Overtime Helps Create "Breadwinner-Homemaker" Families
August 19, 2003
What does it mean that the number of mothers who stay home full time has risen nearly 13 percent in less than a decade? Are an increasing number of women choosing families over careers? Not really, says Joan C. Williams, a law professor at American University.
A closer look at the relevant Census data reveals that the number of stay-at-home fathers has also jumped -- by 18 percent since 1994. So what is going on here?
As usual, it's the economy. The rise in breadwinner/homemaker families stems, quite simply, from high levels of overtime work:
- Overwork in the United States is particularly common among male managers and professionals, over one in three of whom work 50 or more hours a week.
- In contrast, few mothers work overtime: 95 percent of mothers work less than 50 hours per week year-round during the key career-building years -- because those are also the key child-rearing years.
- Children under 15 are 56 times more likely to live with a stay-at-home mother than with a stay-at-home father.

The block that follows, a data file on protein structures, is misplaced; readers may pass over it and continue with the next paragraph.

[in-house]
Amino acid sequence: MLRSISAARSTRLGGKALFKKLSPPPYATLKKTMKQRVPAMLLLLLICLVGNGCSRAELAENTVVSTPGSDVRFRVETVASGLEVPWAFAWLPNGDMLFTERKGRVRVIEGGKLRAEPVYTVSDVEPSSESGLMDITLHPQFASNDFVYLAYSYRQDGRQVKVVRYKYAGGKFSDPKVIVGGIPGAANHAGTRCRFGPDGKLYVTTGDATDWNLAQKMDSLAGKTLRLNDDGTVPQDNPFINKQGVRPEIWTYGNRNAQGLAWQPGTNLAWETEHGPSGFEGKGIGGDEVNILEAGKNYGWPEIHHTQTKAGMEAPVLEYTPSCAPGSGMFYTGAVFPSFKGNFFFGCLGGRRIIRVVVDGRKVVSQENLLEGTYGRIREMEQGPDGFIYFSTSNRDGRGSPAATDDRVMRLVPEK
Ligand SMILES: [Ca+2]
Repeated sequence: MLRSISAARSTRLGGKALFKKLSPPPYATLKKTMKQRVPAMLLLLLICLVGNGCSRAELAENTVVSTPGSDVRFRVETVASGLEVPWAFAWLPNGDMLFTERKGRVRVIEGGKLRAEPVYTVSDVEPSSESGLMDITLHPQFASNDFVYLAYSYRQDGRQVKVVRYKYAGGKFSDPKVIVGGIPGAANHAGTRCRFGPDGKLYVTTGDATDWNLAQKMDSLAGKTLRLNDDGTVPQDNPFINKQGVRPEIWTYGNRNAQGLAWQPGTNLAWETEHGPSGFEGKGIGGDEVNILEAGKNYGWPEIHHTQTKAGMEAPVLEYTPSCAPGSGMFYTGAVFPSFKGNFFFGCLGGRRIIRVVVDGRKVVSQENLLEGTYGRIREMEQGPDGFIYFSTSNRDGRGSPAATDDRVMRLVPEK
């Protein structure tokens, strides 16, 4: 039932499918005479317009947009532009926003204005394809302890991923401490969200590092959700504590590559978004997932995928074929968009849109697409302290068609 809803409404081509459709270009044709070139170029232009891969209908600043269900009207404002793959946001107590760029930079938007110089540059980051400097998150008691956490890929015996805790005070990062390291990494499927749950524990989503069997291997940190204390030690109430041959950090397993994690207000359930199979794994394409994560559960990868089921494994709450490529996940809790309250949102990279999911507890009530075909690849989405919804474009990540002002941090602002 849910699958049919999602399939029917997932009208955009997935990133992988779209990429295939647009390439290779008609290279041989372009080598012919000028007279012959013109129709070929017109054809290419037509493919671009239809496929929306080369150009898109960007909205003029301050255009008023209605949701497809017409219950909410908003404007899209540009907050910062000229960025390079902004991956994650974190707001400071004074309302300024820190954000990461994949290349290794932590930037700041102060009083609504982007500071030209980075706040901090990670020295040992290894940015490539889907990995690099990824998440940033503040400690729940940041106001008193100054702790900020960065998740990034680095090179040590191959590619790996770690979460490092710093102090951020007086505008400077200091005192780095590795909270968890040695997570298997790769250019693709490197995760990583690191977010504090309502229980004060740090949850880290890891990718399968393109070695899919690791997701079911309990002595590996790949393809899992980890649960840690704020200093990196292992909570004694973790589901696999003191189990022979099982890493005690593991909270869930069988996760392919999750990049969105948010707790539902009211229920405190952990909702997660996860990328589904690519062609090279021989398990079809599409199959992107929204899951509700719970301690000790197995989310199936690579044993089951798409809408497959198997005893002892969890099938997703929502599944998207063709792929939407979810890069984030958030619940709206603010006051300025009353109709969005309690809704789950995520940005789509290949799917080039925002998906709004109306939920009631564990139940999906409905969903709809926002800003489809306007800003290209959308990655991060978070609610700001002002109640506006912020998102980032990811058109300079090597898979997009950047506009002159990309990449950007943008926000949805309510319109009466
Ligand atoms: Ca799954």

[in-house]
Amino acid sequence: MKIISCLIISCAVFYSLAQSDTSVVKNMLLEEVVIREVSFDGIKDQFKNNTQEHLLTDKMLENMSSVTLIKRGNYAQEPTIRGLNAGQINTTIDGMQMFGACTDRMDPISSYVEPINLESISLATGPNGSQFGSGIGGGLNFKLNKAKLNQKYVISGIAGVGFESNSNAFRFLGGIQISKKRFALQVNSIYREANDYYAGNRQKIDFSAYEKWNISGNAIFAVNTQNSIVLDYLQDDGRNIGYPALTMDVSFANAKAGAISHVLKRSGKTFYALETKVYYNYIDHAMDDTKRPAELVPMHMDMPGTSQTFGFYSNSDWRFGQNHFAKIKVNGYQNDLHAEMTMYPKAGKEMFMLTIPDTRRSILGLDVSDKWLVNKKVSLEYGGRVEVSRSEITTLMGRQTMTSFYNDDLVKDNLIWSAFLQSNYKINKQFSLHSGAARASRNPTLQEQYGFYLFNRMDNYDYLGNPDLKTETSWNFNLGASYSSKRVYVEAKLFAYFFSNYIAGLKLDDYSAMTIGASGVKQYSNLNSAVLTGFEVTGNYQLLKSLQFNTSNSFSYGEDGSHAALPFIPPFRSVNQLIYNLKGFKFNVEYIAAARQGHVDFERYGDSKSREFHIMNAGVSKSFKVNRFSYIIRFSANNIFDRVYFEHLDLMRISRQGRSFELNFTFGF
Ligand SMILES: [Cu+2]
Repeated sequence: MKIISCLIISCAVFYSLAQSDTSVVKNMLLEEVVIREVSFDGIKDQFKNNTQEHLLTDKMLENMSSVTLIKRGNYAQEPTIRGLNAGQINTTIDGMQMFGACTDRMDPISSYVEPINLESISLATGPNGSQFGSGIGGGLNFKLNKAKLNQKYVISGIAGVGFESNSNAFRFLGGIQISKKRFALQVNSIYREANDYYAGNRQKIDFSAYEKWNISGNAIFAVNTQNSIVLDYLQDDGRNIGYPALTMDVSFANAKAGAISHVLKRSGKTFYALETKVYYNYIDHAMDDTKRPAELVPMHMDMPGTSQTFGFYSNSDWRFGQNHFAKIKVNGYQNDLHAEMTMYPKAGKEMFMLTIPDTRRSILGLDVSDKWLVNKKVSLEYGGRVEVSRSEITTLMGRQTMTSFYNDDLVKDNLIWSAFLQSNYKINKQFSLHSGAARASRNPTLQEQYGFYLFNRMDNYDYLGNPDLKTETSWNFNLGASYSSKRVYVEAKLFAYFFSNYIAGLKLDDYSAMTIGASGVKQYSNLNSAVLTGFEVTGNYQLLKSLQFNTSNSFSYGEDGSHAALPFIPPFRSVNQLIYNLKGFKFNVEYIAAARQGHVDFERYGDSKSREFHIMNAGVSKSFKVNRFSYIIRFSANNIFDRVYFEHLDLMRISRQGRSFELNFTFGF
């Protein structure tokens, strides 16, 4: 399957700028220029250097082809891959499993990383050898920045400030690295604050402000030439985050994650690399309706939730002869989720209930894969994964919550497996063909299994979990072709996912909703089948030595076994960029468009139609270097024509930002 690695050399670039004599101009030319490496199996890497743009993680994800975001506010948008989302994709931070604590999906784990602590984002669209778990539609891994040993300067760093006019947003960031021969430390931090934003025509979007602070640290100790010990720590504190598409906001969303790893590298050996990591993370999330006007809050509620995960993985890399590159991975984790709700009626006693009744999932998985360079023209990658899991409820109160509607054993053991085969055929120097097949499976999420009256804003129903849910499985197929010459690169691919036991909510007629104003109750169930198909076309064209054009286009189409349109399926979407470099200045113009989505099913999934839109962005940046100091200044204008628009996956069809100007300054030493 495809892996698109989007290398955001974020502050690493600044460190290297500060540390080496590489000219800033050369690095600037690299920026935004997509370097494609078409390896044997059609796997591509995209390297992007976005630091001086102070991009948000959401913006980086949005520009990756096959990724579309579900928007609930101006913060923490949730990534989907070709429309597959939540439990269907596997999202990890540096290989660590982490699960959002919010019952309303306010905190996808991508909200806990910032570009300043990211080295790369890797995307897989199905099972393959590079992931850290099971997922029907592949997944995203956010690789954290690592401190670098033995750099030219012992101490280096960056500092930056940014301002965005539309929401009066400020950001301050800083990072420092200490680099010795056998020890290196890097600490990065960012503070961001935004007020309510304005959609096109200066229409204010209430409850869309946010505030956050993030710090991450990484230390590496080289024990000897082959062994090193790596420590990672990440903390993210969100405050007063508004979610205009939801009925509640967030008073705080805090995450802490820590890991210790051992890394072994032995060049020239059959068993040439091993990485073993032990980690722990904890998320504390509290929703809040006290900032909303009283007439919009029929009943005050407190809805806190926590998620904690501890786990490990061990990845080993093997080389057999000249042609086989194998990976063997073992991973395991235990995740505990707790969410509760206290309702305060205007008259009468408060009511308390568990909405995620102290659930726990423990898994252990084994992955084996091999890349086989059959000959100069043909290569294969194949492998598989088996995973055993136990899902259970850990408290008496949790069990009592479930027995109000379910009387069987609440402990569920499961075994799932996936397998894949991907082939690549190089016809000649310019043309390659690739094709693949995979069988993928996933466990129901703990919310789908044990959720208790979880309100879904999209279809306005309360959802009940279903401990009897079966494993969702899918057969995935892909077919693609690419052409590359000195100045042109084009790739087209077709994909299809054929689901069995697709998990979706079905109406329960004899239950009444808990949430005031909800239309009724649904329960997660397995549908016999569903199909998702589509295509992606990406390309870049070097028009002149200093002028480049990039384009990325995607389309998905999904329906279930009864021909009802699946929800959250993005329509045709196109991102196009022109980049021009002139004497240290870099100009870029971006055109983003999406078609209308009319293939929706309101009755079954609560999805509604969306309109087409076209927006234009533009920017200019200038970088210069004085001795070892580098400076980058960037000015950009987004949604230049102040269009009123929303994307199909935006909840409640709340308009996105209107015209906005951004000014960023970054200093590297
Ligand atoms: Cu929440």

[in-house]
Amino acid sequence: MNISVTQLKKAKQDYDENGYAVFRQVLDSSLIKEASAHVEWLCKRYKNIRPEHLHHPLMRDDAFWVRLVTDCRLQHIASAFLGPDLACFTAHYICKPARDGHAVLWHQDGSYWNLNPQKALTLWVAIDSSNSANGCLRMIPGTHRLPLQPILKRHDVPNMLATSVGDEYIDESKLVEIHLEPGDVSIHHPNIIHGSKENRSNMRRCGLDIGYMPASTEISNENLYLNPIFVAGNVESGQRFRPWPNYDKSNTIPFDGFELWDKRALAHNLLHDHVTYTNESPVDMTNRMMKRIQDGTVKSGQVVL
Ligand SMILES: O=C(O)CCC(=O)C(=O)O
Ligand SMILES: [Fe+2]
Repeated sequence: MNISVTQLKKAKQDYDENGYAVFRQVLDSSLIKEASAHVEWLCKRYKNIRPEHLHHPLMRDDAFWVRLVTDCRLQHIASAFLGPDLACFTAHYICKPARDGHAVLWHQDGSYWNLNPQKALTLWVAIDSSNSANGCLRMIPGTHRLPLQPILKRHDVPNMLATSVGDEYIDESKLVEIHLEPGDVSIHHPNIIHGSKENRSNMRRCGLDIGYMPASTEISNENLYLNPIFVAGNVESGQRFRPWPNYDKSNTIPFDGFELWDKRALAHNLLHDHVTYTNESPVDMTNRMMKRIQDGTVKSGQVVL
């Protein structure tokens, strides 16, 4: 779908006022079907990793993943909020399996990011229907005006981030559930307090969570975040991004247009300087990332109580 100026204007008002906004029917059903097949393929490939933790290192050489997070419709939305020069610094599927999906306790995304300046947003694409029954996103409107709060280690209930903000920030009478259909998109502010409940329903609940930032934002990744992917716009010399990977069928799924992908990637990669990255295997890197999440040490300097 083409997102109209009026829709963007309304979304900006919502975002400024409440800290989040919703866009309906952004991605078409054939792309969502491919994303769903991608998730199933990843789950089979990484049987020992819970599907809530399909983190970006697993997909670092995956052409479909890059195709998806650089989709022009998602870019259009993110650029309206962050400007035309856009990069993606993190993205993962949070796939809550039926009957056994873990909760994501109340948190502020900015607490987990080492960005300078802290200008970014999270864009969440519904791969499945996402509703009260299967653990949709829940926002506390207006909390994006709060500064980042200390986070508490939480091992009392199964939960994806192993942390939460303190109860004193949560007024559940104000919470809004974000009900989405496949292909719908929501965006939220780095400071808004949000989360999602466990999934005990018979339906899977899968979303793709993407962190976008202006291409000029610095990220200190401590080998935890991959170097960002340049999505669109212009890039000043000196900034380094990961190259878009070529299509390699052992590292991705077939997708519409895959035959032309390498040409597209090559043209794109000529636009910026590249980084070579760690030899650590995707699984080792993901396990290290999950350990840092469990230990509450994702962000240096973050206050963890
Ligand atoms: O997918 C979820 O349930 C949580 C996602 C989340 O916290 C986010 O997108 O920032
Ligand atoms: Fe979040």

- Roughly one in three U.S. kids under 15 has a mom at home full time and the equivalent figure for fathers is under 1 percent.
Corporate policies need to address the stigma that often attaches to use of flexible work arrangements to accommodate parenting. And the issue of work hours -- of overtime gone wild and of the need for quality reduced-hours jobs -- should be placed on the public policy agenda at both the state and national levels, explains Williams.
Source: Joan C. Williams, "Why Moms Stay Home," Washington Post, July 17, 2003.
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